NYTimes: “Mr. [Mike] Masnick has a way of seeding ideas about technology that take root and grow. In 2005, he wrote about legal threats against a website devoted to amassing urinal photos. (The early internet was a strange place.) The threats, intended to remove information about certain urinal owners, instead created their own news cycle and garnered more attention for the otherwise obscure site. Mr. Masnick coined a phrase for an attempt to censor information on the internet that backfires: “the Streisand effect.” In 2003, Barbra Streisand sued an aerial photographer who had put photos of her Malibu beach house on his website, causing the little-seen images to go viral. Now the episode is internet lore, and the phrase has its own Wikipedia entry with a long list of examples. It’s a typical Masnickian principle of the internet, gleaned from lengthy observation: Poorly thought-out attempts to solve online problems will make them worse.”

NYTimes: “Google has recently begun plugging state-of-the-art language models into its robots, giving them the equivalent of artificial brains. The secretive project has made the robots far smarter and given them new powers of understanding and problem-solving…Google’s new robotics model, RT-2 [is] what the company calls a “vision-language-action” model, or an A.I. system that has the ability not just to see and analyze the world around it, but to tell a robot how to move. It does so by translating the robot’s movements into a series of numbers — a process called tokenizing — and incorporating those tokens into the same training data as the language model. Eventually, just as ChatGPT or Bard learns to guess what words should come next in a poem or a history essay, RT-2 can learn to guess how a robot’s arm should move to pick up a ball or throw an empty soda can into the recycling bin. “In other words, this model can learn to speak robot,” Mr. Hausman said.”

Timothy Lee: Large language models, explained with a minimum of math and jargon. “The goal of this article is to make a lot of this knowledge accessible to a broad audience. We’ll aim to explain what’s known about the inner workings of these models without resorting to technical jargon or advanced math. We’ll start by explaining word vectors, the surprising way language models represent and reason about language. Then we’ll dive deep into the transformer, the basic building block for systems like ChatGPT. Finally, we’ll explain how these models are trained and explore why good performance requires such phenomenally large quantities of data.”

My Life System #92: Travel Tips – 1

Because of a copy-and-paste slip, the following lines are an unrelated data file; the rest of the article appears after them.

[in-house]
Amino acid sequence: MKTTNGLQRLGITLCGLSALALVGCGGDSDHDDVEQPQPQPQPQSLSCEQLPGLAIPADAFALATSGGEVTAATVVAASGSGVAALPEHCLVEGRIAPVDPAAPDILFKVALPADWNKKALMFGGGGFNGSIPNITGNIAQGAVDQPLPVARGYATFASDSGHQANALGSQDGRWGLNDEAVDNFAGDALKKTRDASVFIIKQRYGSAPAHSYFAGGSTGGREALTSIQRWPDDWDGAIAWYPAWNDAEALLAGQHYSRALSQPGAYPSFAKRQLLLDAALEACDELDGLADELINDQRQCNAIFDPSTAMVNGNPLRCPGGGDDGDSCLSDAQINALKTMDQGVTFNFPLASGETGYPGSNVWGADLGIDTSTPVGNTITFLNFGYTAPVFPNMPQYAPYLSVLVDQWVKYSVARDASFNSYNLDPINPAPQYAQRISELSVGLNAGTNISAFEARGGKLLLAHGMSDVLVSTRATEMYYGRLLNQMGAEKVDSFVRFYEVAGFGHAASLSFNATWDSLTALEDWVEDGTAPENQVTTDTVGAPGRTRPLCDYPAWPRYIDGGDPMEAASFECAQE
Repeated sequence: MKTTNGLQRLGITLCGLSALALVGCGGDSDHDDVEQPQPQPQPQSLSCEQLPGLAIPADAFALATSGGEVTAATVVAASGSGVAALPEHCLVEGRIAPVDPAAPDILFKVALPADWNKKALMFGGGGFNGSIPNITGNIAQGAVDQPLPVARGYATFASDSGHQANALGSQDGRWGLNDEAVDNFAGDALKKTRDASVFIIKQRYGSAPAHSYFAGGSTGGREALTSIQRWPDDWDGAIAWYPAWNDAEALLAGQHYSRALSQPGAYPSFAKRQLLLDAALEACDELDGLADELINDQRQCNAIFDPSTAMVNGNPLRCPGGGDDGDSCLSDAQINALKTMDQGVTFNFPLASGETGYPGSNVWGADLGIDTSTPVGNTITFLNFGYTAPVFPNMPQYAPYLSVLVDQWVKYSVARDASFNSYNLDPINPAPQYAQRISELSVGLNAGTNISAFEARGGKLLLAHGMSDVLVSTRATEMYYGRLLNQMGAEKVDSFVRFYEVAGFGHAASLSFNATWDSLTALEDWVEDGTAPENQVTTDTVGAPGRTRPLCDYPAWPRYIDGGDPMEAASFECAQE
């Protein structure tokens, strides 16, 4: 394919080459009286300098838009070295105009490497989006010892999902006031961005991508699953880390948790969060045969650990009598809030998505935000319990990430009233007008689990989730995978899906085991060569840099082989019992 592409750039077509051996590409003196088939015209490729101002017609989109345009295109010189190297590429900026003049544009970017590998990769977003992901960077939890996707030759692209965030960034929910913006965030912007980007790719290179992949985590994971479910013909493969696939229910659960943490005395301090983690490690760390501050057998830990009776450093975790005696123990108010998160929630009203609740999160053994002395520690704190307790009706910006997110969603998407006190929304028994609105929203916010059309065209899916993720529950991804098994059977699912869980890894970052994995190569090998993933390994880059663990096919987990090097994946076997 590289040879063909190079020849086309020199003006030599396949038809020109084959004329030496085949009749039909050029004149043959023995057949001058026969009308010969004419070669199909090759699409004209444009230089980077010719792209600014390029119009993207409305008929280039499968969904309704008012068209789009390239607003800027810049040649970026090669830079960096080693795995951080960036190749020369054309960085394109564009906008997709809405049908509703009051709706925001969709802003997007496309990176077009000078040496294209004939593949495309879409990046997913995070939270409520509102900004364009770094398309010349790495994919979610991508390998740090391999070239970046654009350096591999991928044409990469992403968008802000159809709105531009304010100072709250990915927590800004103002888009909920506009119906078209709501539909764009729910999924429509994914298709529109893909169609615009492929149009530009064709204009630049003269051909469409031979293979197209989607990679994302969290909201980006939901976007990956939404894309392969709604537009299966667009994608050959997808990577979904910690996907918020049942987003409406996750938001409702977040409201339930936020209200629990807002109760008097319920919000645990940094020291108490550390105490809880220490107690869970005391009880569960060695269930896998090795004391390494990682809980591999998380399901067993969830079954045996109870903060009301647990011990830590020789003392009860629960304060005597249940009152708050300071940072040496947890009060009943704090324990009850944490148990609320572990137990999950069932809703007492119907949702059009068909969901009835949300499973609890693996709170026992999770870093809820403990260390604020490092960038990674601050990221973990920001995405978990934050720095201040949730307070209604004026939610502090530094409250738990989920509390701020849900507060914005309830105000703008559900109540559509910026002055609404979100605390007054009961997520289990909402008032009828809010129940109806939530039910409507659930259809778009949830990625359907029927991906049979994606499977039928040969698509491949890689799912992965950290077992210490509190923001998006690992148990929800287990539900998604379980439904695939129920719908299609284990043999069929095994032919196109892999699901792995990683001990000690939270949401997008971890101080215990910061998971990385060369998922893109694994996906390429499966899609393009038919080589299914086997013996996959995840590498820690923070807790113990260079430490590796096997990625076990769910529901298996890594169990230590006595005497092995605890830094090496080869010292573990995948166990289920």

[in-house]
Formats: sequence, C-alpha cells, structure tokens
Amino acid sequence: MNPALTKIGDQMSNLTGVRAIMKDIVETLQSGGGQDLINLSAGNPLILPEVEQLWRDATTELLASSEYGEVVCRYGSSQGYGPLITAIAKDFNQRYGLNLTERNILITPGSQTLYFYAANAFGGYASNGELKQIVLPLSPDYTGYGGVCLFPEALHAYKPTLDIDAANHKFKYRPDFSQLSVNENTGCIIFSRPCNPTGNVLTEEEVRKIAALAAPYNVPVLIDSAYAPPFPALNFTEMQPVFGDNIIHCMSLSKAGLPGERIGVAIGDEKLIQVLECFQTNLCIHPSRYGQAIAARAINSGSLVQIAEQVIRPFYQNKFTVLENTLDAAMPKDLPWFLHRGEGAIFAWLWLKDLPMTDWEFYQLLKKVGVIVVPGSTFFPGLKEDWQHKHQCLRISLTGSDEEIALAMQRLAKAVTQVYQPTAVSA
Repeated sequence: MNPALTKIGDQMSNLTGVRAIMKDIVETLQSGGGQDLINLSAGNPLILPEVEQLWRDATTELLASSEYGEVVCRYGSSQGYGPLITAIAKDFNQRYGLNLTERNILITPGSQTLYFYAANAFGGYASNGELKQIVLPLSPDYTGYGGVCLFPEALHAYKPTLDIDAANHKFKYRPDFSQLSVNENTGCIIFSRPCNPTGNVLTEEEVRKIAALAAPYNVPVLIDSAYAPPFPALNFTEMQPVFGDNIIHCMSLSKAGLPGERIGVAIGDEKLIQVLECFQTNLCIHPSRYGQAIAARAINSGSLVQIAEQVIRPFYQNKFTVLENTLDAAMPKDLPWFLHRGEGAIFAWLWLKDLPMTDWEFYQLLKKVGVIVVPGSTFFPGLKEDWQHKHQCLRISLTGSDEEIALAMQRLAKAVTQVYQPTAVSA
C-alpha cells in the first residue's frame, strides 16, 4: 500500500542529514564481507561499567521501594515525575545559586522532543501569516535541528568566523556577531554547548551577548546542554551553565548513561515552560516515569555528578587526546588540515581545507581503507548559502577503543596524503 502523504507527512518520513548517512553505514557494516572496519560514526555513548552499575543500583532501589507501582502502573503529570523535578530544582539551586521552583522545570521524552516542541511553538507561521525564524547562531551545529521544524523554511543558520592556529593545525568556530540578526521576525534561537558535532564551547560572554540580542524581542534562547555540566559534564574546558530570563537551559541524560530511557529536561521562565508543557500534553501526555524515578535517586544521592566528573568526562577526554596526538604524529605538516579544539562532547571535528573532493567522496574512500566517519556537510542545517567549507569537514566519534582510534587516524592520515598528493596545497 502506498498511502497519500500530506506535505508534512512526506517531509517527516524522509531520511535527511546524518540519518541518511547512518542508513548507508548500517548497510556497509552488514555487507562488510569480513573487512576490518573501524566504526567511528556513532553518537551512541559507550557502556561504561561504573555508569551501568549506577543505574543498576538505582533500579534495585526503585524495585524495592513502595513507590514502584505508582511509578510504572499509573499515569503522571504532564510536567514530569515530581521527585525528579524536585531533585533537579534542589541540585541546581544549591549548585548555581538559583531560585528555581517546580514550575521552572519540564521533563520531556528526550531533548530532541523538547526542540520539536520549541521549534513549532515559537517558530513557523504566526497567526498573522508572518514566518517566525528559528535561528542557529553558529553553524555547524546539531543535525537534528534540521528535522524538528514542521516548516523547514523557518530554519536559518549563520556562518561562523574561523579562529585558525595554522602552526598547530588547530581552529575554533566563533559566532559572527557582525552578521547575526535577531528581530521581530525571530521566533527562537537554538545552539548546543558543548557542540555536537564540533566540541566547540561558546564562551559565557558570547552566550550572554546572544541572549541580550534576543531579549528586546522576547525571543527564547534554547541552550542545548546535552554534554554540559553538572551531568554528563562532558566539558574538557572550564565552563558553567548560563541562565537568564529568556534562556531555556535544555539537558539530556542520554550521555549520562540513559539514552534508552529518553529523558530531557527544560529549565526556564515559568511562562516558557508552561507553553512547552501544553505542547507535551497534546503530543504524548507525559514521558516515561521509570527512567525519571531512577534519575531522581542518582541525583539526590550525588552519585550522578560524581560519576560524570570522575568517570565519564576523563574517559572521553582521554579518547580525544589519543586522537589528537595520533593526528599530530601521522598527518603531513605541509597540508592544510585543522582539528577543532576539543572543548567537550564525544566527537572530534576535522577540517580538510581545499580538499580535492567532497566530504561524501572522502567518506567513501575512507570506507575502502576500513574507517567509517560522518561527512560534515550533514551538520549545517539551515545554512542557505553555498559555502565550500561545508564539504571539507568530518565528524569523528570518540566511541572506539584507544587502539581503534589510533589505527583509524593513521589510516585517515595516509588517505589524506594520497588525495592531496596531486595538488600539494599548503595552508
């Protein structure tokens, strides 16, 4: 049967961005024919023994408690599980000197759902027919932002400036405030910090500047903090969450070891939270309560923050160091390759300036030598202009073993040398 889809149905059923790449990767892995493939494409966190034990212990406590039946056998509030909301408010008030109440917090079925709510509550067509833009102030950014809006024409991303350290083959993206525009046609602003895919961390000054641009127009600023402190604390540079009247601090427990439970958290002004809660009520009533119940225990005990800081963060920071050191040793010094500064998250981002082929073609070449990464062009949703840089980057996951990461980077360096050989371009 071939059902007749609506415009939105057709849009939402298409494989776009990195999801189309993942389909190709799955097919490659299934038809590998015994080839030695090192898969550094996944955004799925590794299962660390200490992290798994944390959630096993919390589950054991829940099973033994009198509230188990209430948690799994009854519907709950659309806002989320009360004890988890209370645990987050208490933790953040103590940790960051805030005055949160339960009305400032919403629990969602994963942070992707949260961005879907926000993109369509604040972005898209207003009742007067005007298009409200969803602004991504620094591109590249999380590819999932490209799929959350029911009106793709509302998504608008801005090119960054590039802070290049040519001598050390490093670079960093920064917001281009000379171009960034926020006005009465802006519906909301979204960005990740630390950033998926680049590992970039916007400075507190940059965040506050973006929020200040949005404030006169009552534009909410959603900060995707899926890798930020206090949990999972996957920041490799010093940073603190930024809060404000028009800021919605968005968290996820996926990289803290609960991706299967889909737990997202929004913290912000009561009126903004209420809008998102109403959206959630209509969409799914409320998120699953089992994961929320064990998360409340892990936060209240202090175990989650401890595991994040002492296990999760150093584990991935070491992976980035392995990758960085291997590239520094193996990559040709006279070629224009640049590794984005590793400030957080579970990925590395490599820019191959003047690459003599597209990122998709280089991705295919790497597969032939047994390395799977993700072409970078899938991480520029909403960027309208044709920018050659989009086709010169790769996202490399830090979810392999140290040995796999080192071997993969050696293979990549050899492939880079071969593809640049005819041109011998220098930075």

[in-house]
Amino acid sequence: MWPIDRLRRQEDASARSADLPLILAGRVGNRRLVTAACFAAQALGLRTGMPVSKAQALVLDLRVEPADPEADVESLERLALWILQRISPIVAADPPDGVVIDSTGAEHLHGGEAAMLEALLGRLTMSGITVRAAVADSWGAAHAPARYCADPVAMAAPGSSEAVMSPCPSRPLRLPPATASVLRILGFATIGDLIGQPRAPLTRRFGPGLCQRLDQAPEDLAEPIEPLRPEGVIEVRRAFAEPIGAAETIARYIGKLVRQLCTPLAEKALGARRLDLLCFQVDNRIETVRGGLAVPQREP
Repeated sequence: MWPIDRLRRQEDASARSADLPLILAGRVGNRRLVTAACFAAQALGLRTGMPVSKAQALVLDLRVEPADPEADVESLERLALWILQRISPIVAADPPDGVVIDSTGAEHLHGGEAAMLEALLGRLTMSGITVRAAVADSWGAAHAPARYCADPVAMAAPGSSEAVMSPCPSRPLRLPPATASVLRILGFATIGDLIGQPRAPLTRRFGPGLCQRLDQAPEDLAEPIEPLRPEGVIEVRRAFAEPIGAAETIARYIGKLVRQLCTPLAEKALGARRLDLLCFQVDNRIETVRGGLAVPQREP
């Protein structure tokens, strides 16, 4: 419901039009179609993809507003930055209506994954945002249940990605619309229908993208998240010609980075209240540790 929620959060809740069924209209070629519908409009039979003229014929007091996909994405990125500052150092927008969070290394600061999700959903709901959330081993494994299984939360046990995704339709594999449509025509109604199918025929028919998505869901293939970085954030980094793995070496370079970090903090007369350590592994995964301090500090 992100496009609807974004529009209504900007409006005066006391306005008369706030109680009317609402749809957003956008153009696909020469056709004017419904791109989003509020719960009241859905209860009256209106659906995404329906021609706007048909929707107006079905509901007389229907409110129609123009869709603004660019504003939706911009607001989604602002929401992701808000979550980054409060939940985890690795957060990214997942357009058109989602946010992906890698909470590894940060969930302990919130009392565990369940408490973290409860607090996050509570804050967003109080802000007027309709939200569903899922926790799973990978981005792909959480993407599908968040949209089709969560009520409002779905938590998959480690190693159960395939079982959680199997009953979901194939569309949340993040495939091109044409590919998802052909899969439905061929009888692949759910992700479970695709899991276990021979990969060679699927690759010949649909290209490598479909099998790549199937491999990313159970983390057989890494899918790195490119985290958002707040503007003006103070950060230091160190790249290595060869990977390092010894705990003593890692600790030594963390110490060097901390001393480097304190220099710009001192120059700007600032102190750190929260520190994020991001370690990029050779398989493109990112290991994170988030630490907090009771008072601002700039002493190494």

Here is a list of travel-related suggestions which I follow and could be useful.

Essential Checklists: Undoubtedly, checklists are vital. As human beings, it’s common for us to forget certain things when in a hurry, especially during last-minute packing. To combat this, I’ve created a Word document with distinct checklists for both domestic and international travel. Each time I realise I’ve forgotten an item, I add it to this living document. It serves as a comprehensive and ever-growing reminder of what I need for each journey. It also reduces pre-departure tension on what to remember to pack!

Packing Extra Clothes: I always ensure to pack an additional set of clothes, even for brief trips. This practice has come in handy in several instances such as unexpected trip extensions, flight cancellations, or overnight stays.

Intelligent Distribution of Clothes: I remember the one time a few years ago when my baggage got misplaced and I ended up at the hotel with no clothes other than what I was wearing. I had a conference the next morning and while the airline assured me that the bags would be delivered around midnight, I could not be sure. I went out to a Gap outlet and bought some clothes – just in case! It is also when I realised I should distribute my clothes across all my bags, ensuring to carry a set or two in my hand luggage.

Medication Kit: I always travel with a small pouch containing around a dozen common medications from India. This way, if I feel under the weather, I am not left stranded in a new city, attempting to locate a pharmacy, and deciphering the local equivalents of what I require. It is especially useful when one is travelling in non-English speaking countries.